By serving “a weekend a month, two weeks a year” over their other 10 “good years”, they can conservatively be expected to average another 75 points each year. These are average numbers, some Reservists will earn more points, some will earn less.
At retirement, the Reservist would have a point count of eight years of active duty, 10 years of drills, and two one-year mobilization periods.
Their total would be at least, 8×365 + 10×75 + 2×365 = 4400 points.
- 8 x 365 (Active Duty) = 2,920
- 10 x 75 (Drills) = 750
- 2 x 365 (Deployments) = 730
The current instruction convert points to equivalent years by dividing into 360 (not 365). The percentage earned toward a Reserve pension would be 2.5% times the point count divided by 360, or 30.5%.
Although they were mobilized for two of their 12 years in the Reserves, at this point the Reserve E-7’s pension eligibility is only about 60% (30.5%/50%) of the active-duty E-7’s pension.
Click here to learn how to calculate a reserve retirement.
The Reservist’s pension also doesn’t start until they’re age 60– another 22 years. The good news is that because they “retired awaiting pay” instead of “resigning” from the Reserves, their pension will be calculated using the E-7 pay scale and maximum E-7 longevity in effect at age 60.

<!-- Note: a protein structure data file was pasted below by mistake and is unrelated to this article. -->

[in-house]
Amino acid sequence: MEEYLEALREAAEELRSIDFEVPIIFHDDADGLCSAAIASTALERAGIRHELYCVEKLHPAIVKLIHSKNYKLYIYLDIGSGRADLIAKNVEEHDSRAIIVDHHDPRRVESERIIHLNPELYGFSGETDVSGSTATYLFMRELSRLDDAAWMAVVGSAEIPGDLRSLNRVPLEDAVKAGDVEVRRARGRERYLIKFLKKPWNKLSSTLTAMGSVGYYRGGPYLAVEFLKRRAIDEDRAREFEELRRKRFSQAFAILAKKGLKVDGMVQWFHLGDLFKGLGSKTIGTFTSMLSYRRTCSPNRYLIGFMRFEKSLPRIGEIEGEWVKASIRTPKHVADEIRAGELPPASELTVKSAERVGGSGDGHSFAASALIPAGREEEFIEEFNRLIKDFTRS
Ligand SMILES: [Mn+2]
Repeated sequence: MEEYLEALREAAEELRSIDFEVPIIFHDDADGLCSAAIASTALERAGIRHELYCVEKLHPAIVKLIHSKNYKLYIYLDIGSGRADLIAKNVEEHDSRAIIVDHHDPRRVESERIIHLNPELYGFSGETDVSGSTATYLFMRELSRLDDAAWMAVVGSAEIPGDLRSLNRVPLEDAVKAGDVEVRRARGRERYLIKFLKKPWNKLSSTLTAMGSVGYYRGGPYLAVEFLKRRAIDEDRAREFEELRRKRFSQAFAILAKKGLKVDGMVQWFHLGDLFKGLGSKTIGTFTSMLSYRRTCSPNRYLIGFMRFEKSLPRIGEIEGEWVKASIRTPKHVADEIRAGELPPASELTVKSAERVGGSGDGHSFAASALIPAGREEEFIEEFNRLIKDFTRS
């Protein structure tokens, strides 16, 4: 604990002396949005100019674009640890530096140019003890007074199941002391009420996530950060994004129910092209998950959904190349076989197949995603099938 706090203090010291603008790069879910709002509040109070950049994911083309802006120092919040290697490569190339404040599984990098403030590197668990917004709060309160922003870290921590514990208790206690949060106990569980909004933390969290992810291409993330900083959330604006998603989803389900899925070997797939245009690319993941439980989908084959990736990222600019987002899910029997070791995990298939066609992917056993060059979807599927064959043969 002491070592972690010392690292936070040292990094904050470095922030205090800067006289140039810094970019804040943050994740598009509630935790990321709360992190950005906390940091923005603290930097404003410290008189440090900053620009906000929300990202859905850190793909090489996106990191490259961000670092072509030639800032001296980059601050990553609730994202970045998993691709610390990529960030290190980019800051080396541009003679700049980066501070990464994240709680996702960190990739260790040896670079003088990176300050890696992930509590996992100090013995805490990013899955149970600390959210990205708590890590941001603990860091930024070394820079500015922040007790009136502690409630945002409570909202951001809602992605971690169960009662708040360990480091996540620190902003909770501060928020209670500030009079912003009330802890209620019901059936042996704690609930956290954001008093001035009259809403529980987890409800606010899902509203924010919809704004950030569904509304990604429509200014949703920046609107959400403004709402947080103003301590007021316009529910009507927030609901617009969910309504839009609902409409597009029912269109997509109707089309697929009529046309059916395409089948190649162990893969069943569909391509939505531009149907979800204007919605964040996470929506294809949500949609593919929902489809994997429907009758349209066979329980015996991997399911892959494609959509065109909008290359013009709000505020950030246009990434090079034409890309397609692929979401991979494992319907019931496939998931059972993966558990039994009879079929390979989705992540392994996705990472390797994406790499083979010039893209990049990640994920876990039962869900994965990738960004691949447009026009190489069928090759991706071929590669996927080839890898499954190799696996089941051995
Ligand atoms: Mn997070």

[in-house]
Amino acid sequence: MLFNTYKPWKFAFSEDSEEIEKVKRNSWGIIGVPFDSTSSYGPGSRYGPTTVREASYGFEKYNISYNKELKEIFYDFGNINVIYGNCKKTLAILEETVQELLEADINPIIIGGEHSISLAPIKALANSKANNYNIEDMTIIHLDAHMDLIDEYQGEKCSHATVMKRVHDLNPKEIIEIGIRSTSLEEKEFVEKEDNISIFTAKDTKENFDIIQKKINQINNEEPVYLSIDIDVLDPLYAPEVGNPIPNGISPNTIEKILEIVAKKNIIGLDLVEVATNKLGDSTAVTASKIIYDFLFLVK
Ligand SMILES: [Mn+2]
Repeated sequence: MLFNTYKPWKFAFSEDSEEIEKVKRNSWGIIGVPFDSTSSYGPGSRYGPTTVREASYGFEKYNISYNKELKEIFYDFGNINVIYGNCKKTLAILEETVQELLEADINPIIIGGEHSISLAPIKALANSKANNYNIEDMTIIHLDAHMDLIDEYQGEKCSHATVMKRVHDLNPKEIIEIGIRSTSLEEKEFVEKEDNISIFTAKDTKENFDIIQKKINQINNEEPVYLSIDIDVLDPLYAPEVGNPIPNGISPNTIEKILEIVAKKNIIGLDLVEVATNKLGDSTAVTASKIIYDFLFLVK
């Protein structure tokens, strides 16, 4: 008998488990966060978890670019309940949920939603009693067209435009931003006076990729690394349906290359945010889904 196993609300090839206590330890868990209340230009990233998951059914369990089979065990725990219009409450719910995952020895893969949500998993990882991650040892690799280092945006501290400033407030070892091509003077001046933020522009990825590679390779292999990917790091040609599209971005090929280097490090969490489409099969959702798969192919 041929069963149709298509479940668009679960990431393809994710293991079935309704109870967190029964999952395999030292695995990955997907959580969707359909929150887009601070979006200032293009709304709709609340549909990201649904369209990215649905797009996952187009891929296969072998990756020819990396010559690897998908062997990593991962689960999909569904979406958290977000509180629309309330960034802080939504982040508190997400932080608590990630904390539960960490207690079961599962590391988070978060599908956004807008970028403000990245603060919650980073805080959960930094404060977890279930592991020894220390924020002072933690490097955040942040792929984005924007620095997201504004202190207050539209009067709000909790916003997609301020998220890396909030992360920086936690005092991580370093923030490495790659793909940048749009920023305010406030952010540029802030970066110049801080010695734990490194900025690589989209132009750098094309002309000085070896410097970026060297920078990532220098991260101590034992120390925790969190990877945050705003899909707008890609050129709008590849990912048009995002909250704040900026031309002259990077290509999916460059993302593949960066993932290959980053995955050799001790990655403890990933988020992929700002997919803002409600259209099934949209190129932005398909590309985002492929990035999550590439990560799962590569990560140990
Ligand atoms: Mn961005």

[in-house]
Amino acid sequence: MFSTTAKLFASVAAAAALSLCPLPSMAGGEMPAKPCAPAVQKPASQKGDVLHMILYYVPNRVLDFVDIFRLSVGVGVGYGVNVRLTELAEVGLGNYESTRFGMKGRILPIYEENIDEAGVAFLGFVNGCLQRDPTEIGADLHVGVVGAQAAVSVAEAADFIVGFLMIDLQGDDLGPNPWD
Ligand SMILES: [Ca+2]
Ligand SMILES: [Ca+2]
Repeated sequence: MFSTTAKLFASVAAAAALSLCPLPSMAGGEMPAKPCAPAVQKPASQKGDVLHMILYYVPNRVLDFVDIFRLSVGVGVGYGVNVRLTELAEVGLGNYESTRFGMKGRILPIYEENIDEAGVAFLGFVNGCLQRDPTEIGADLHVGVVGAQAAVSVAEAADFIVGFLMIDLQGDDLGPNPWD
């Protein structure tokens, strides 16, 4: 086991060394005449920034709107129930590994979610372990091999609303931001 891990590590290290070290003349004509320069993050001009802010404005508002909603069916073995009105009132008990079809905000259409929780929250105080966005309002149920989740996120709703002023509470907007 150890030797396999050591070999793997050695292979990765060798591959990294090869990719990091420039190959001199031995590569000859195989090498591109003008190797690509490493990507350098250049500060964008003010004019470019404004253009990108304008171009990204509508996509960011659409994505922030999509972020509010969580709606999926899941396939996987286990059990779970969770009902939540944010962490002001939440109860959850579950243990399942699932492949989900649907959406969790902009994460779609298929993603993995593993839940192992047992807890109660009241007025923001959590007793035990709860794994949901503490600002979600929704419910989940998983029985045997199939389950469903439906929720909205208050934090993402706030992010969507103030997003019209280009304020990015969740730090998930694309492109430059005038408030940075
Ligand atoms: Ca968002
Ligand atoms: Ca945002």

It’s very difficult to predict how E-7 pay will change over the next 22 years, but it would be nice to have some numbers to refer to before making a decision to stay on active duty or to transfer to the Reserves. One pay assumption would be that it would keep pace with the civilian equivalent of their E-7 specialty.
In that case, the military’s E-7 base pay scale would rise by roughly the Employment Cost Index. Hopefully, in 22 years, Congress and the Department of Defense will agree that an E-7’s salary should have about the same purchasing power that it has today. In that case, the ECI would roughly keep pace with inflation and the Consumer Price Index.